Reserve Bank of India has scrapped quasi bank guarantee instruments such as the Letter of Undertaking (LoU) and Letter of Comfort (LoC) that blew a Rs 14,000 crore hole in the books of Punjab National Bank (PNB) as the regulator attempts to plug a loophole and improve banks’ due diligence in trade credit. Banks can continue to issue guarantees and letter of credit for trade purposes which are the international norm, and also have features that makes the claim on the issuer strong. Doing away with these trade instruments would raise the cost of funding for companies that use them, but would increase the responsibility of banks that are lending based on these instruments.
It has been decided to discontinue the practice of issuance of LoUs/LoCs for trade credits for imports into India with immediate effect. Letters of Credit and Bank Guarantees for Trade Credits for imports into India may continue to be issued subject to compliance with the provisions contained in Department of Banking Regulation. Ever since the scandal broke out, banks, PNB, regulator and the government have been bickering over how to settle the liabilities arising out of the fraud. While banks that possess the LoU say that PNB has to honour, the state-run lender in the thick of the scam says that it was a due to a series of fraudulent transactions and others were also lax in due diligence.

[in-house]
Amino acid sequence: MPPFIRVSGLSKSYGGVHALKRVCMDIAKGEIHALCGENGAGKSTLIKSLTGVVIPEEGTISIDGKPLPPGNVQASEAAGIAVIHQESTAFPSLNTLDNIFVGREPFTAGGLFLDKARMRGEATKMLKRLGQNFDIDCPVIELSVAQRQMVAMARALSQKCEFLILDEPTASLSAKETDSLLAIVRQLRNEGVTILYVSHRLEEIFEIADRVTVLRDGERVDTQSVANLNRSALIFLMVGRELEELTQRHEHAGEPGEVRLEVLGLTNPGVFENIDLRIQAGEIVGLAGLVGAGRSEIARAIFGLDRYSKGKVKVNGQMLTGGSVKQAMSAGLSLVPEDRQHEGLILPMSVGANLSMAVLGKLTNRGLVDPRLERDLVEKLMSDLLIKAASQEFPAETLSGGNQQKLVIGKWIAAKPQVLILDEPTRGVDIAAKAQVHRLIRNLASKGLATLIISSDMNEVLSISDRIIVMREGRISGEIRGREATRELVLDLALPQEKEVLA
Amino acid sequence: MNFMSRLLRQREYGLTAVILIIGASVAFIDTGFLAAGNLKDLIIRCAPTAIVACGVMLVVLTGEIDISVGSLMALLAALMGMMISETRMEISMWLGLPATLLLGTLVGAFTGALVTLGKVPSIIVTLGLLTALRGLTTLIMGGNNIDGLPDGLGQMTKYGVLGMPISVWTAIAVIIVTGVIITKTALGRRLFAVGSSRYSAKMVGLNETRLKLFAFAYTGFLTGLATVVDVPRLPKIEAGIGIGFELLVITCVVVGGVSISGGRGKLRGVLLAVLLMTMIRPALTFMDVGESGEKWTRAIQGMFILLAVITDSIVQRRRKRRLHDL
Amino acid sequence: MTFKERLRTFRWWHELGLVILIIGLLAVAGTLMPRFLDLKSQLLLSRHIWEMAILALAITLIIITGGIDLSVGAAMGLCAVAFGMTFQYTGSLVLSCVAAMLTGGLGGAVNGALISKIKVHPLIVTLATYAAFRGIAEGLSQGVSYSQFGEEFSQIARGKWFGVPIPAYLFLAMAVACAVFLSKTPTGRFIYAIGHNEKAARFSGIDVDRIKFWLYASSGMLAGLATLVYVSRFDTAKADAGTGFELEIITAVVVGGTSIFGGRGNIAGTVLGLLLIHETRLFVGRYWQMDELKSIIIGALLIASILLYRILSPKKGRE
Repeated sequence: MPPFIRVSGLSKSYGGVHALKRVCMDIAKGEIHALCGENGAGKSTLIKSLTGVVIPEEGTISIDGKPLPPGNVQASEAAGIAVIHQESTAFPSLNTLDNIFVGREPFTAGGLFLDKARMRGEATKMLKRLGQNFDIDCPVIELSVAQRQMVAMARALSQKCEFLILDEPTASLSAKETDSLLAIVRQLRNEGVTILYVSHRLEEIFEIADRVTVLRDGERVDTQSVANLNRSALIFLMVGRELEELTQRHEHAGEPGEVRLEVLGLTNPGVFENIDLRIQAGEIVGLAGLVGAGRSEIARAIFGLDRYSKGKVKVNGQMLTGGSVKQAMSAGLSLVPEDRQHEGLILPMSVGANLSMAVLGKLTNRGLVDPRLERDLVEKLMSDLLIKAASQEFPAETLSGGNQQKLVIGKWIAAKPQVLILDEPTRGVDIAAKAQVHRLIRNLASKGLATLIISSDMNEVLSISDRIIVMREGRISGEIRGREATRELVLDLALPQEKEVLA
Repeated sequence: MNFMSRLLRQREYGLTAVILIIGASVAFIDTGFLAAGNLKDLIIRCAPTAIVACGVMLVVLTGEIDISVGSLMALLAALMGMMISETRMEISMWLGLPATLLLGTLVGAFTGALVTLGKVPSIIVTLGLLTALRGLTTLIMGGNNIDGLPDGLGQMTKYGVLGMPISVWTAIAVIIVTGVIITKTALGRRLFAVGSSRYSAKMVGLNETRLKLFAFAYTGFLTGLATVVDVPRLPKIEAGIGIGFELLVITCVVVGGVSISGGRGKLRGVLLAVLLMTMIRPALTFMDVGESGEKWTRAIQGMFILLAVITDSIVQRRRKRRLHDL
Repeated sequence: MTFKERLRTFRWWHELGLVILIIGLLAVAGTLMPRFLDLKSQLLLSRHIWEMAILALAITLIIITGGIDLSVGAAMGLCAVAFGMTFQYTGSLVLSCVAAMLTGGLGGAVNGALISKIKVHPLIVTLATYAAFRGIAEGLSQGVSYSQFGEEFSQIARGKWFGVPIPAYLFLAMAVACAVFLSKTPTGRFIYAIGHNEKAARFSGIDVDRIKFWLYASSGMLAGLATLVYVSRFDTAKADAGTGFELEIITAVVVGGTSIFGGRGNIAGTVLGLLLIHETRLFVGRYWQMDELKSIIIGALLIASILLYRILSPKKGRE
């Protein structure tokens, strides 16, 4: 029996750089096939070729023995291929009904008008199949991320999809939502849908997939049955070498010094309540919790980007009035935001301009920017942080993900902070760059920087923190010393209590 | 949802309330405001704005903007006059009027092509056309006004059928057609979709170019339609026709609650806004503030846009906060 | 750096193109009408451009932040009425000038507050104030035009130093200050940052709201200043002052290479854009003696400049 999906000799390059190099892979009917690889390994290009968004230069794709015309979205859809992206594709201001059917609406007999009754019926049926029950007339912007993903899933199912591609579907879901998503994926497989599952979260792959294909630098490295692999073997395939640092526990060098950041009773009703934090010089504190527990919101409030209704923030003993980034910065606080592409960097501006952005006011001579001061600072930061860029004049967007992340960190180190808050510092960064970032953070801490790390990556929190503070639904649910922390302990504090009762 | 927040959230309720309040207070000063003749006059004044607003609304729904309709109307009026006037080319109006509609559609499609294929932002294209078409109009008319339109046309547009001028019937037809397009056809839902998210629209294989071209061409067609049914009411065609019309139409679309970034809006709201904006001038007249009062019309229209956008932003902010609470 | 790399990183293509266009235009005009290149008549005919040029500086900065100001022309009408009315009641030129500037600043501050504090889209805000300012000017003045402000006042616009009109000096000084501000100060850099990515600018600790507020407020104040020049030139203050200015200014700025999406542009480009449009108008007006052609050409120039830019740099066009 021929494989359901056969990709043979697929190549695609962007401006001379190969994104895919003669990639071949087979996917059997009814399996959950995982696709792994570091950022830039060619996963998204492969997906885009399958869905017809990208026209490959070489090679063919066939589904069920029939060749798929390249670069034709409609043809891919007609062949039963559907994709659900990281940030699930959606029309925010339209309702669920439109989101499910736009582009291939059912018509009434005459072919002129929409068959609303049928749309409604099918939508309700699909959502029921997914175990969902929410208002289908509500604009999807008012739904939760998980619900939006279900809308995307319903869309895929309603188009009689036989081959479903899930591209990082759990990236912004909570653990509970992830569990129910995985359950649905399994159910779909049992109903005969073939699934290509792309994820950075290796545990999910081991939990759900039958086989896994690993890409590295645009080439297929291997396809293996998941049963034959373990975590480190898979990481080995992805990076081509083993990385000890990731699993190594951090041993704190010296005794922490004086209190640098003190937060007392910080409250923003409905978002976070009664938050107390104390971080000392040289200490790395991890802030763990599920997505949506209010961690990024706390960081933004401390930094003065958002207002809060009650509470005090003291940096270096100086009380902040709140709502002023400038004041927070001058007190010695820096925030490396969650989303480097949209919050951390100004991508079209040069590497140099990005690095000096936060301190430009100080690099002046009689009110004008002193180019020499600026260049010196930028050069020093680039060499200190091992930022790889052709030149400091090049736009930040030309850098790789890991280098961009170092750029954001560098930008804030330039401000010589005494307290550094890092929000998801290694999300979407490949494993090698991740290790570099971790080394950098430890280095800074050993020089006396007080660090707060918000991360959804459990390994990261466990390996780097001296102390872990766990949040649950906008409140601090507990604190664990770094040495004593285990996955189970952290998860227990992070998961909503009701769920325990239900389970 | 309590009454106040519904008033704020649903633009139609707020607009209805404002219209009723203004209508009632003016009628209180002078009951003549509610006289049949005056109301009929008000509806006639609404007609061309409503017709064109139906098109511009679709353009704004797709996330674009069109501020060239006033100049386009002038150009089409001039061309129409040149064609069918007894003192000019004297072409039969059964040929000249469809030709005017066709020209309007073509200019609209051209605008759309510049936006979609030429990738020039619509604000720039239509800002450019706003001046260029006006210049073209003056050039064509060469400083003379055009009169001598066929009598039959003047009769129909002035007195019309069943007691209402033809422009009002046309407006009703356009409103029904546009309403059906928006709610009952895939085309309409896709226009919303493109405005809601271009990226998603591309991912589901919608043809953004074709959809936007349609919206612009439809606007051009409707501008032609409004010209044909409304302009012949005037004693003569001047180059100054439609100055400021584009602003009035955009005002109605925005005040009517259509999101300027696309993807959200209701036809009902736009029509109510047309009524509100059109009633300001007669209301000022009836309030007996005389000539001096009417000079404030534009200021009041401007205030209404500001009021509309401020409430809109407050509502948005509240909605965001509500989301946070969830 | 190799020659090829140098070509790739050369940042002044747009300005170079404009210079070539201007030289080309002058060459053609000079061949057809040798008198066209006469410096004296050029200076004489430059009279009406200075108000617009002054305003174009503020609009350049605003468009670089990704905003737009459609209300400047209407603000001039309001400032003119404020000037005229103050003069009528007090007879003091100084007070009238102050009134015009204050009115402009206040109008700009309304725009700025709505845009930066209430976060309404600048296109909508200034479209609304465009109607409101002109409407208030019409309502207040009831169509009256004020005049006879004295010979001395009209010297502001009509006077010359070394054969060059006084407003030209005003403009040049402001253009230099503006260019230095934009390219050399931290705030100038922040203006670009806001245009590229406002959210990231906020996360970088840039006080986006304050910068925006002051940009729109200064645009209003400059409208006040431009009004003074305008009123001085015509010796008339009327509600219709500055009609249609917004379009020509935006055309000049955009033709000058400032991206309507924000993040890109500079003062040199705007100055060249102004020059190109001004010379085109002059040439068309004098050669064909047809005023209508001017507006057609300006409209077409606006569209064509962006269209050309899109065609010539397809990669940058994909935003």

This move is welcome in light of the PNB fraud. LoUs were not recognized as a banking instrument according to the international code and now everything will have to be routed through letters of credit. After weeks of deliberations, PNB has come to a kind of a proposal that could lead to part settlement of the liabilities with a caveat. While PNB has agreed to honour claims due by March end, the payments will have conditions attached.
[Source: The Economic Times]